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Holodance: Dancing with Dragons in Virtual Reality!

Rhythm-based VR fitness games are ubiquitous, but each one seems to have its own niche feature. Holodance has dragons.

No seriously, it’s also very good. The rhythm mechanic rivals other VR rhythm fitness games: Audioshield, Beats Fever and Soundboxing.
Calories/hour: 348
Distance travelled: 2145m
Average HR: 97 (range 80-134)

Find all the Virtual Reality reviews here: https://www.youtube.com/playlist?list=PLkYBGegM5dQmeqL5SlZ19NOXFUlT9qBgM

Steam Curator site – essential HTC Vive games and applications:
http://store.steampowered.com/curator/2724129

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Sairento: VR Ninja Skills with bullet-time.

This is a very ambitious game, with certain elements that can only be described as pure joy (the slow-motion/bullet-time). Mechanics for both sword and gun components are richly satisfying, and it compares well to Raw Data from Survios.

Nevertheless, it is a resources hog, and my graphics card perhaps wasn’t powerful enough to play it for sustained periods without stalling.

Calories/hour: 248
Distance travelled: 985
Average HR: 92 (range 71-108)

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[MUST READ] Coca-Cola’s secret influence on medical and science journalists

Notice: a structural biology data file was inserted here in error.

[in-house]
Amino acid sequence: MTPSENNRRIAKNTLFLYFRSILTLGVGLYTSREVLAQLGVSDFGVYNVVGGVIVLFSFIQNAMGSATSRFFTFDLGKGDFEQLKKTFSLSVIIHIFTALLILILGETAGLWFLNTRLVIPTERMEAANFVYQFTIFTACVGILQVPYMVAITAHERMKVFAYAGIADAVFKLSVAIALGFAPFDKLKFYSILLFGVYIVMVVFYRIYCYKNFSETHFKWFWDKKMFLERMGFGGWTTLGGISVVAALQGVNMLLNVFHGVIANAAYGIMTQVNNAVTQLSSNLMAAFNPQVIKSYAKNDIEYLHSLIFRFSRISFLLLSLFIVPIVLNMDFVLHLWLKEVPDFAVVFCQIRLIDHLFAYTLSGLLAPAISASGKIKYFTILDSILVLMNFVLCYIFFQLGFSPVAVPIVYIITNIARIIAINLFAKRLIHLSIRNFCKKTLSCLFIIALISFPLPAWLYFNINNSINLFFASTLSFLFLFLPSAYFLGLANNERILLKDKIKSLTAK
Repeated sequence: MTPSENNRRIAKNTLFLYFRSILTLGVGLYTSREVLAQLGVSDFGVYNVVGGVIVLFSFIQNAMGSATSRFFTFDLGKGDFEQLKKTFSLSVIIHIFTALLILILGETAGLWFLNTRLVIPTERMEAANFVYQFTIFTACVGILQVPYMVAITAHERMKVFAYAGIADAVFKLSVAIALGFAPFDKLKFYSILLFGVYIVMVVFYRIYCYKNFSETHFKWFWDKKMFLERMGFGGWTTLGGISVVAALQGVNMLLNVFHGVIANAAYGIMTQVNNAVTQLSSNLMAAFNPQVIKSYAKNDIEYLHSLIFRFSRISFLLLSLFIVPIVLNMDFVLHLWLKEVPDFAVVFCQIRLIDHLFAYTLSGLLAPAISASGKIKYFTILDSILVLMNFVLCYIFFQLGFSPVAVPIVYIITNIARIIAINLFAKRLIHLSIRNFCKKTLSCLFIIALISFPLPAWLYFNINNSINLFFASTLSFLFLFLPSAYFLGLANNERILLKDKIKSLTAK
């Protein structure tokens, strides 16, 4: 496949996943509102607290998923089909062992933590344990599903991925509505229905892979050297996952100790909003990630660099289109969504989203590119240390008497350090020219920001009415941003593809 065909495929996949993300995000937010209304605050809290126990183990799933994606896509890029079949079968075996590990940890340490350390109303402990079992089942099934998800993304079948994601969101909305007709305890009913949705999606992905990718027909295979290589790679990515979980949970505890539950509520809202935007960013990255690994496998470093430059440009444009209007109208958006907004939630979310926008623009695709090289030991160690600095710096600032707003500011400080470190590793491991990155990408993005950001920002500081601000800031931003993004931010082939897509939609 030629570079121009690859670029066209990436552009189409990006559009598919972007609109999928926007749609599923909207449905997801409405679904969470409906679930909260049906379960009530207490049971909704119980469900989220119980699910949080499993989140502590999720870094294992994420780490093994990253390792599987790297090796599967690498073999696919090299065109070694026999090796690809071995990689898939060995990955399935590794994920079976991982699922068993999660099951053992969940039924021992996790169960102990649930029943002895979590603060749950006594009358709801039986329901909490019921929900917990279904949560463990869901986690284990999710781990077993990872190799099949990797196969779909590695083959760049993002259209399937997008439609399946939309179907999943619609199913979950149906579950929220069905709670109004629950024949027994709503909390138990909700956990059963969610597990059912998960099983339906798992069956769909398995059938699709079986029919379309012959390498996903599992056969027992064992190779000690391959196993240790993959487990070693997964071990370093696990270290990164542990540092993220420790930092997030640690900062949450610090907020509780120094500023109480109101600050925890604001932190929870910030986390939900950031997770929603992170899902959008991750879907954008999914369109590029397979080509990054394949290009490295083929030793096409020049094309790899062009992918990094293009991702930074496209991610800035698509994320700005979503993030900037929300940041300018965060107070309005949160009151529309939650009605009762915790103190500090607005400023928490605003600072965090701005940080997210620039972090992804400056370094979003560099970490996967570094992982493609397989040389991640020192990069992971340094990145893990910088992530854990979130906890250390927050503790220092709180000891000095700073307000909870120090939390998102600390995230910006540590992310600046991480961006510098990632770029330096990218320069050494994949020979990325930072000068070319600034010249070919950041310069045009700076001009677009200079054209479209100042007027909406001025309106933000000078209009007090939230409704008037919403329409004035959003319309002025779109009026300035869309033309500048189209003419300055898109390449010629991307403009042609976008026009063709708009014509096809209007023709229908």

Please read this article from the British Medical Journal: http://www.bmj.com/content/357/bmj.j1638

 

This is a very important argument, and it is essential for healthcare professionals, journalists and politicians alike to make a concerted and aggressive effort to kick these sugar-peddling companies out of the sphere of academic influence.

The more overt “More Doctors smoke…” advertisements of yesteryear are thankfully a thing of the past, but the covert influence of sugar-saturated food companies is no less a threat to our health. Aaron and Siegel (1) report that from 2011 to 2015, the Coca-Cola Company and PepsiCo were found to sponsor 95 national health organizations, many medical and public health institutions amongst them. They also lobbied against 29 public health bills intended to reduce soda consumption or improve nutrition.

The British Nutrition Foundation, for example, lists amongst “Sustaining Members” Coca-Cola, PepsiCo, Kellogg, Nestle, Tate & Lyle and has “Corporate Members” British Sugar plc, Mars UK, KP Snacks, McDonalds, United Biscuits, Weetabix, Ocean Spray and many more. Although it is open to companies and corporations from a variety of backgrounds including healthcare and fitness, the actual members who have provided support read as a Who’s Who of Sugar Salesmen (2), making their promise of a “a focus on objective nutrition science interpretation and delivery” open to scrutiny. The American Society for Nutrition is no different, with an almost-identical list of names cropping up (3) for this group, which publishes the Journal of Nutrition.